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The Alaska Wildlife Conservation Center is located just south of Anchorage. It was recommended to us by friends and we are interested having the opportunity to see animals like musk ox and wood bison that we are not going to see in the wild. (At least, not on this trip.)

I have really mixed feelings about zoos, but the animals here are either being rehabilitated for release into the wild or live here permanently because they are unable to live in the wild. At least they have a good home here.

There is a herd of elegant elk lounging in the lush grass.

The black tailed Sitka deer are mostly hidden in the shadows of their green grove. They look pretty much like deer everywhere – sweet and innocent, but you know they’d jump in front of your car in a heartbeat if you gave them half a chance.

There are moose too, which I’ve seen in the wild previously, but never up-close like this.

A large bull is shedding the velvet from his antlers. The shredded, bloody covering is, unexpectedly, stomach churning revolting.


The buffalo are hiding, but that’s ok because I find myself drawn to the musk ox and would rather spend my time watching them.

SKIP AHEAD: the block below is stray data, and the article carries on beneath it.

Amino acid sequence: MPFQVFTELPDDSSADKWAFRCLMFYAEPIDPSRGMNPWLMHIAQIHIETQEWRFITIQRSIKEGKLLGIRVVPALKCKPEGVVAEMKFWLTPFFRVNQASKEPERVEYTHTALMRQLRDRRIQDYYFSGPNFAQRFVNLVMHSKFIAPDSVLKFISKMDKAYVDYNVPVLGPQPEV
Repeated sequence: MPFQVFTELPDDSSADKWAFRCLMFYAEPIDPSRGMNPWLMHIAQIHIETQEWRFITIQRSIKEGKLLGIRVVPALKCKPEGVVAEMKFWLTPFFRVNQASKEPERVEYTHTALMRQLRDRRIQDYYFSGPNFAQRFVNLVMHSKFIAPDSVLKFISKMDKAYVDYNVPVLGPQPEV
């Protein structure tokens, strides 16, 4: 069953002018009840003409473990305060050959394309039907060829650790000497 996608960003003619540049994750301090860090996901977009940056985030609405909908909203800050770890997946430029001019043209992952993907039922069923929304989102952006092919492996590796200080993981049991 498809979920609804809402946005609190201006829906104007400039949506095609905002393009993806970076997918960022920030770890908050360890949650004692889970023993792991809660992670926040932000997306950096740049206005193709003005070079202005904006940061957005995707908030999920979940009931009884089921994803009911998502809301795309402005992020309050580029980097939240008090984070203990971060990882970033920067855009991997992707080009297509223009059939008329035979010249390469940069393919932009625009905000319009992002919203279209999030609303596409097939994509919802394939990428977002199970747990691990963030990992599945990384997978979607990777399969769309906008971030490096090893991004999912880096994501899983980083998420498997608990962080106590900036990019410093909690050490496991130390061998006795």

We collect Inuit art and have a number of musk ox sculptures, all of which give you a sense of the massiveness of these Arctic denizens. Having only seen them portrayed in art, I didn’t realize how small they are. Most closely related to sheep and goats (rather than the buffalo), they are bulky and dangerous-looking, but – standing only 3 to 4 feet at the shoulder – sort of miniature. It’s a bit startling.

I’m not fooled though. The look in the bull’s eye when a calf wanders near us is pure hostility.. . . no gentle doe-eyed looks from him. I give the fence a quick once-over – would it really hold up if that guy decided to charge?

Maybe it’s time to move on.

As the sky finally begins to release the rain it’s been harboring all day, we make one last stop to observe the caribou.

Most keep their distance, grazing lazily in the center of their enclosure. There are only a few spots from which to observe them and one of those is being held by a large male determined to gnaw on branches along the fence line. I keep my distance – while he is inside the fence, I’m not convinced that is enough to stop those antlers from doing a lot of damage if disturbed.

Now I wish I could observe all of them in the wild.

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